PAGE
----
Pipe queues

Chuck Swiger cswiger at mac.com
Tue Dec 11 11:11:52 PST 2007

On Dec 10, 2007, at 11:35 PM, rihad wrote:
>> Pipes and queues are two different things; a pipe simulates a  
>> network link, and a queue is used to hold packets which are  
>> backlogged because they are arriving faster than the outbound link  
>> (ie, a pipe) can transmit them.
> So you mean queues are only used on the sending side? (the box is  
> acting as a router) and that their purpose is to diminish packet  
> loss rate due to network congestion? Now I get it, thanks.

Queues are used to buffer packets before sending.  For a router, this  
affects traffic in both directions, but it's normally the case that  
that Internet<->router link is slower than the router<->LAN link.

>>> What if I set it to 10000 slots, why should it wait to fill the  
>>> queue before starting to send stuff out the network interface?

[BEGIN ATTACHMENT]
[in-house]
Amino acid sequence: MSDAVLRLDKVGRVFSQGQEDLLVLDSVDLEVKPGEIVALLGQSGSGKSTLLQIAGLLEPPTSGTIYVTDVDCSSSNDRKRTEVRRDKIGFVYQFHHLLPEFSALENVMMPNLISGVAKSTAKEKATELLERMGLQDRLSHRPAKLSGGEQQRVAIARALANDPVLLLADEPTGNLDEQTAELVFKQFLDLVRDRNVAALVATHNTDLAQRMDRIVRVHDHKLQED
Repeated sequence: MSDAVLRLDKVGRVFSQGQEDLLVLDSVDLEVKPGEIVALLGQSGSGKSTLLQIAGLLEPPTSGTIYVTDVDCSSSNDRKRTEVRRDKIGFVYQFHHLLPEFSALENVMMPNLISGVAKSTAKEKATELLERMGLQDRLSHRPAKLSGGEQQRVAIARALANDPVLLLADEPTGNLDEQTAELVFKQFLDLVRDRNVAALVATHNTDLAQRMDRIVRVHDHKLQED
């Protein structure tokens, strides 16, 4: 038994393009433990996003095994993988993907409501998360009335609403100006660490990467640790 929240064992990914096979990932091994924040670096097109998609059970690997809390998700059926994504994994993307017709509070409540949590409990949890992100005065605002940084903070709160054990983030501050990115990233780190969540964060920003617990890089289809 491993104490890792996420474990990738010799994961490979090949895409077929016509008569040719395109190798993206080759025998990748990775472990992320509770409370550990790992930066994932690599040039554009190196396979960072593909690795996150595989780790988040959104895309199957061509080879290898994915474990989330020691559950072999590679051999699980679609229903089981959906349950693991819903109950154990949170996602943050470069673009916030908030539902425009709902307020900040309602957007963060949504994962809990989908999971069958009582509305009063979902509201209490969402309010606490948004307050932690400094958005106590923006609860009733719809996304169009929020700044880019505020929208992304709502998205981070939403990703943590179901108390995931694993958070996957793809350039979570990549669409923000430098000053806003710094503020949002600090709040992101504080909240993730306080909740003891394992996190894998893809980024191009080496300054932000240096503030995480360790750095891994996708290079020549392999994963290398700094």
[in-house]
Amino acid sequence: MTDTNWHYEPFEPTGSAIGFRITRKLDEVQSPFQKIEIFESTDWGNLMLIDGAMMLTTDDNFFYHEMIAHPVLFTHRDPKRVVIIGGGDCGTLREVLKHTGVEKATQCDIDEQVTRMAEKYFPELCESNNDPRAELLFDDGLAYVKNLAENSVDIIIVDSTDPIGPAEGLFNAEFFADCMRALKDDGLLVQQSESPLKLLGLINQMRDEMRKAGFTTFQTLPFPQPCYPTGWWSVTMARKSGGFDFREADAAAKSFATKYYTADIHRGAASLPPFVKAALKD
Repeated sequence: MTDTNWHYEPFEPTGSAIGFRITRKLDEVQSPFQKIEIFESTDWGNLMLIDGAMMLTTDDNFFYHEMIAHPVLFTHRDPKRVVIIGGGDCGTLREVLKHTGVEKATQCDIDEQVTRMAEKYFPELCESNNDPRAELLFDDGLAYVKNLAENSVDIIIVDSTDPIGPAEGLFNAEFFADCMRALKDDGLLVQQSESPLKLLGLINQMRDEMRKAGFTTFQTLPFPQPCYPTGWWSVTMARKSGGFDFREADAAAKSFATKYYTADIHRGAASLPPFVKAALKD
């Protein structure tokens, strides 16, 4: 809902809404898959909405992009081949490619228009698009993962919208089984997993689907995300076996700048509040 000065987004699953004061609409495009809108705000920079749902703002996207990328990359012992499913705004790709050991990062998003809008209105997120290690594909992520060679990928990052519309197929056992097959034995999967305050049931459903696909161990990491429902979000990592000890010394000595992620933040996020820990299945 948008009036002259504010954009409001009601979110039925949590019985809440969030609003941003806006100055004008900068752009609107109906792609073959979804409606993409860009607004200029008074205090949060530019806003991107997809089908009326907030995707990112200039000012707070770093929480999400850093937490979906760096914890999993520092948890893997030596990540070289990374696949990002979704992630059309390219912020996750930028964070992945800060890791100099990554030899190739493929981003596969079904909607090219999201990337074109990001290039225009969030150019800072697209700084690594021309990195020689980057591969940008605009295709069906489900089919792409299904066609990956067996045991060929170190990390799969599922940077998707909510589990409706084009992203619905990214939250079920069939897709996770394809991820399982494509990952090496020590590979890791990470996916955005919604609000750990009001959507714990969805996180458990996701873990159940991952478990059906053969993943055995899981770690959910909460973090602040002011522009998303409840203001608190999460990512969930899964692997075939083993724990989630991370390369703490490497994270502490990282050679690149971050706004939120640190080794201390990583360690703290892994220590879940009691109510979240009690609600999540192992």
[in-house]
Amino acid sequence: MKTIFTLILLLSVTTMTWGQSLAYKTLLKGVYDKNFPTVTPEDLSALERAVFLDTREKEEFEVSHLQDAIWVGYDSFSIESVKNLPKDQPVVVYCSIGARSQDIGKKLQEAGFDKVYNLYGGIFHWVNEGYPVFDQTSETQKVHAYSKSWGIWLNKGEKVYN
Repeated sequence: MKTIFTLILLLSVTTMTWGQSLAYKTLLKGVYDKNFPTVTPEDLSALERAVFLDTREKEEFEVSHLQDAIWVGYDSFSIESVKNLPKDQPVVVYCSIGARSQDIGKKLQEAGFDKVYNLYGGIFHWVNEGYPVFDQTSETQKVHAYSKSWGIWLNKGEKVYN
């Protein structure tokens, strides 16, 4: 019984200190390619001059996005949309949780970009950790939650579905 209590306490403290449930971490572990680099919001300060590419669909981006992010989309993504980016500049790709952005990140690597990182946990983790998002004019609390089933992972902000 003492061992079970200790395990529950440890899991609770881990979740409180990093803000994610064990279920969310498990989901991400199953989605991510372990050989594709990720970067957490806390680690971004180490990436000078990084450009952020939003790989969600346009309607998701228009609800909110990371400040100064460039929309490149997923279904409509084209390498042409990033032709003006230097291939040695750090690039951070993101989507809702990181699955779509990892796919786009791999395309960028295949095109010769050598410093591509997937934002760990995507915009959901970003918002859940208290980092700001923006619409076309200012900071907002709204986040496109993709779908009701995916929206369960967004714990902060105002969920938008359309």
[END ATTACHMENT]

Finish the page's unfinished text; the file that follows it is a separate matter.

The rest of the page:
>> Well, it *doesn't* wait for the queue to be filled before starting  
>> to send stuff out the network.
> This ipfw manpage section was the reason I asked (sorry for the  
> formatting). What's with the "queuing delay" part? I'm totally  
> confused.
>     queue {slots | sizeKbytes}
>           Queue size, in slots or KBytes.  Default value is 50  
> slots, which
>           is the typical queue size for Ethernet devices.  Note that  
> for slow
>           speed links you should keep the queue size short or your  
> traffic
>           might be affected by a significant queueing delay.  E.g.,  
> 50 max-
>           sized ethernet packets (1500 bytes) mean 600Kbit or 20s of  
> queue on
>           a 30Kbit/s pipe.  Even worse effects can result if you get  
> packets
>           from an interface with a much larger MTU, e.g. the  
> loopback inter-
>           face with its 16KB packets.

The issue is that if you have a really slow upstream link, you can end  
up queuing many seconds worth of traffic using the default queue  
size-- depending on the priorities, you might have traffic being  
buffers so long that it starts breaking connections or causing  
needless TCP retries...


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